Sight, hearing, taste, smell and touch. These are your 5 traditional senses, all of which can in some way affect the way you sleep. As with any action or performance the difference between good (or acceptable) and great is the detail. With this in mind, please consider the way your 5 senses influence how well (or badly) you sleep.
It would be unusual for you to sleep with your eyes open, so you won’t actually see anything. However, physiologically you would normally sleep when it’s dark and be awake during daylight hours. In fact your brain is programmed to perform certain tasks when you’re awake and different tasks when you sleep, so, if you try to sleep during the day or be awake in the dark, your brain becomes confused, your body tries to compensate and your sleep performance becomes impaired. Because of this, you should find that eliminating all light from your bedroom will help you sleep better.
Some loud noises may keep you awake, like being woken by a clap of thunder. Some rhythmic, soothing sounds may help you fall asleep, like singing your child a lullaby. Of course, there are times when you could sleep despite noise and other times when the slightest sound wakes you up. Listen for the sounds in your bedroom and eliminate the ones you dislike. In extreme cases, you may need soundproofing but sometimes simply closing windows and doors can be beneficial.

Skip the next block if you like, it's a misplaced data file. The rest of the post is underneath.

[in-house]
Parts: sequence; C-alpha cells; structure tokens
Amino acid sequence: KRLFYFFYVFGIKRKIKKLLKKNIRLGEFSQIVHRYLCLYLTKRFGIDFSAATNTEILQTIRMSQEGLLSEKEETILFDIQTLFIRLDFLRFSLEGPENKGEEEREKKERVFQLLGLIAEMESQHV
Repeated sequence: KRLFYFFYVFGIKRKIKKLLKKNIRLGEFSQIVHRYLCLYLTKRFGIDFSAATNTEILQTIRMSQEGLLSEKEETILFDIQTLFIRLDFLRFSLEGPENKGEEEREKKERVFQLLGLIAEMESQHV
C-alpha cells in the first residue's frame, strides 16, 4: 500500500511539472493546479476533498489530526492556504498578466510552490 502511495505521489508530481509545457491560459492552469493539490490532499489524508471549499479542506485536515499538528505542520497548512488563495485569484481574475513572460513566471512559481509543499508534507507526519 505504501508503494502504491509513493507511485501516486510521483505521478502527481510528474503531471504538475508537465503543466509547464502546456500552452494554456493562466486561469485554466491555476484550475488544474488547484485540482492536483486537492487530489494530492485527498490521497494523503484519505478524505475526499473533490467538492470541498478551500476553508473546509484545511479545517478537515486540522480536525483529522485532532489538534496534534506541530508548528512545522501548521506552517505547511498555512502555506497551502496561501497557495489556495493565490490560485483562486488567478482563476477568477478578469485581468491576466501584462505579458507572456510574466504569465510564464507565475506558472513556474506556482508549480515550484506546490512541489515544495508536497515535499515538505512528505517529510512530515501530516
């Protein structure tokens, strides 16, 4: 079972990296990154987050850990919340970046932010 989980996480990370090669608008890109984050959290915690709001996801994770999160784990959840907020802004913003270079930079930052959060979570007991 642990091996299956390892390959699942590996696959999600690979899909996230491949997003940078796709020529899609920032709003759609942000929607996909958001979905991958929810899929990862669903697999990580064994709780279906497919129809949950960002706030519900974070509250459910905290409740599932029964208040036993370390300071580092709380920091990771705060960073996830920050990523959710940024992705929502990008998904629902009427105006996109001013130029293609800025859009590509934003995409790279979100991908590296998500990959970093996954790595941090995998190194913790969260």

What you eat and drink, especially just before bedtime can affect the way you sleep. Stimulants, like caffeine or alcohol would more likely keep you awake, so avoid these a few hours before you sleep. (Definitely no energy drinks).
Other foods help you to relax and can be beneficial when introduced into your pre-bedtime routine. One example is eating a banana about an hour before you go to bed. The potassium the banana contains, naturally helps to relax your muscles, but it takes about an hour for that process to start. Other common bedtime beverages include camomile tea and a milky malt drink.
When you can smell something bad, you may find this distracting as you try to sleep. Dampness, has a distinctive smell and is unhealthy. Close windows so that exterior smells don’t penetrate into your bedroom and if your child wets the bed, be sure to clean and deodorise their bedroom so that the smell doesn’t discourage them from returning to their bed to sleep.
Aroma therapists may advise you to introduce pleasant, soothing smells into your bedroom. Lavender for example, is a proven relaxant and pot pouri; a blend of dried herbs, is a common and effective air freshener. Click here to see our lavender aroma pillow.
Getting into nice, crisp, freshly laundered bedsheets is a great feeling. This is because your bed is now clean and dry and the sheets smooth to touch, this is especially noticeable with 100% cotton, or high cotton content bed linens. This feeling diminishes over the next few nights as your sheet absorb your body moisture and become damp and crumpled. Turning back your bedclothes to allow them to breathe helps to keep that fresh feeling. The cosy comfortable feel of your bedsheets and nightclothes can help you sleep well.
Follow the author Jerry Cheshire on twitter @thebeducator